As part of my endeavor to figure out how to explain what I do to non-chemists without resorting to lies and vague generalities, I sat down and thought about atoms and molecules. Though it was a big conceptual jump when I first began studying chemistry in high school, once I “got” the idea of atoms and molecules, everything else seemed like it was going to be more manageable.
So how much explanation does it take for someone to sort of “get” the idea of atoms and molecules? Well here goes, an attempt to boil down everything you need to know about atoms and molecules to “get it”, in 500 words or less. This explanation won’t earn you an A on any chemistry exam, but it’s just enough knowledge to be dangerousnot really, please don’t start a meth lab. And by the way, hover your mouse over any blue wordslike these to access notes.
Atoms. Everyone’s heard of atoms – those tiny little particles that make up everything. There are over 100 different types of atoms out there, which seems like a lot if you have to memorize them, but it’s very little if you think about the infinite number of thingspeople, cars, cookies... the list goes on, obviously that these atoms can make. Even more mind boggling is that a lot of what you encounter on a day-to-day basis is made almost entirely from just four of these types of atoms – carbon, hydrogen, oxygen, and nitrogen.
Individual atoms of most elementsdifferent 'types' of atoms are called elements aren’t content to be alonethe explanation for why they don’t want to be alone ultimately turns out to be complicated math that nobody really understands perfectly, so they “bond” to other atoms. To think about how bonding works, you have to know just a bit more about atoms.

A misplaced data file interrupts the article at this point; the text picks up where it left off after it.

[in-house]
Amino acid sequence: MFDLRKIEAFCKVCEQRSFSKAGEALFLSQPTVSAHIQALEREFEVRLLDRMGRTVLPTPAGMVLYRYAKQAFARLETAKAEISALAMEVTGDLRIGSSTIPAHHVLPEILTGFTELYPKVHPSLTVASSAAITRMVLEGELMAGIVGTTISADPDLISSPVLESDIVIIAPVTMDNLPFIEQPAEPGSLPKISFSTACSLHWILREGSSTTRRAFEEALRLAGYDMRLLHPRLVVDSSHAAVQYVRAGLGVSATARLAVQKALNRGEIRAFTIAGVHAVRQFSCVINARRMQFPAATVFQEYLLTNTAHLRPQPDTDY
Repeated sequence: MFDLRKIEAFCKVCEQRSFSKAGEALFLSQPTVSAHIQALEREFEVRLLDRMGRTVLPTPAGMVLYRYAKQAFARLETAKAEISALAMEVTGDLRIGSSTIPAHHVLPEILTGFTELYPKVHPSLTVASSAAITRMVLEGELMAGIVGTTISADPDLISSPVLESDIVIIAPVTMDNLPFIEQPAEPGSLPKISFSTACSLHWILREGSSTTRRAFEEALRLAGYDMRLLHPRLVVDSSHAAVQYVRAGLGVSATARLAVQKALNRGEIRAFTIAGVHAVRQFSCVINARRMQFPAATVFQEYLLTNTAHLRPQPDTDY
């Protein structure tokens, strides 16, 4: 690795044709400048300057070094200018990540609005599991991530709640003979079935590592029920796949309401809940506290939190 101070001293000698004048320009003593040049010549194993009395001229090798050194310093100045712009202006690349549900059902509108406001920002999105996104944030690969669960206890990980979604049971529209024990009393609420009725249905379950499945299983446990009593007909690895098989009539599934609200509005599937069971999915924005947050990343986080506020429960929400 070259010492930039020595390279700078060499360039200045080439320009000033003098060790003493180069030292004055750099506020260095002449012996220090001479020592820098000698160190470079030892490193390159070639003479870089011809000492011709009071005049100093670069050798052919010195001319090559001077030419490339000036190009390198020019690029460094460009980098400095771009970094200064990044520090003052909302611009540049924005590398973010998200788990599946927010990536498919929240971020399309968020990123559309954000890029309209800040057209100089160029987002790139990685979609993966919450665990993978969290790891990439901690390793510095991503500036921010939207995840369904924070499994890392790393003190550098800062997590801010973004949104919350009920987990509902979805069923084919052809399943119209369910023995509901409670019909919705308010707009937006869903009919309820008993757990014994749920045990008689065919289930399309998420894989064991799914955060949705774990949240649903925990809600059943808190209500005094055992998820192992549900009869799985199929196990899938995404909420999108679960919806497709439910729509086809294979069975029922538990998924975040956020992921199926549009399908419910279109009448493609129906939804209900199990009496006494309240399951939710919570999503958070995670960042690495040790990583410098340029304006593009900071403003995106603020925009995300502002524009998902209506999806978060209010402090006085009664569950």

Every atom has a tiny little core, called a nucleus, that is fundamentally different from one element to the next. Surrounding the tiny nucleus is a giant cloud made of electronsthese are sort of particles, sort of just bits of energy; as the name implies, they are related to electricity. Each type of atom has a certain number of electrons associated with it, but the electrons flit about so unimaginably fast that they’re practically everywhere at once (like a cloud) – at least, within a certain radius from the inner core. The electrons are what do the “bonding”.
Molecules. When atoms like carbon, hydrogen, oxygen, and nitrogen form bonds, their electron clouds squish together and combine to make one big cloud. You can think of any molecule as having a continuous cloud of electrons that envelopes all of the atoms. The cloud is pretty blotchy though. Some parts are really densethe electrons spend most of their time around there with electrons, and others are quite thinthe electrons spend very little of their time in that region. Note that molecular structures aren’t usually drawn with cloud shapes; instead a single bond is represented by a simple line connecting two letters that represent atoms (bottom of page).
Chemical Reactions. Any time two atoms form or break a bond, it’s called a chemical reaction. This happens when one part of a molecule’s electron cloud that is particularly electron-dense spies a part of another electron cloud that is particularly thin. Electron-rich cloud regions are attracted to electron-poor regions, and if the conditions are right, this attraction will lead to a new bond being formed (and maybe an old one being broken).
Organic chemistry. Generally, organic chemistry is the term used for the study of molecules that feature carbon. Carbon is important because it forms the skeletons of almost all molecules related to living systems. The important thing to know about carbon, as well as the other popular atomshydrogen, nitrogen, and oxygen in organic chemistry, is that each type of atom prefers to form a certain number of bonds with other atoms. Carbon makes four bonds, nitrogen makes three, oxygen makes two, and hydrogen makes just one. If you draw an organic molecule with atoms that don’t follow those rules, chances are that the molecule is strictly imaginary or else it’s highly unstable. Here is a moleculecaffeine where all the atoms are content. Oh, and predictably, C = carbon, H = hydrogen, N = nitrogen, and O = oxygen.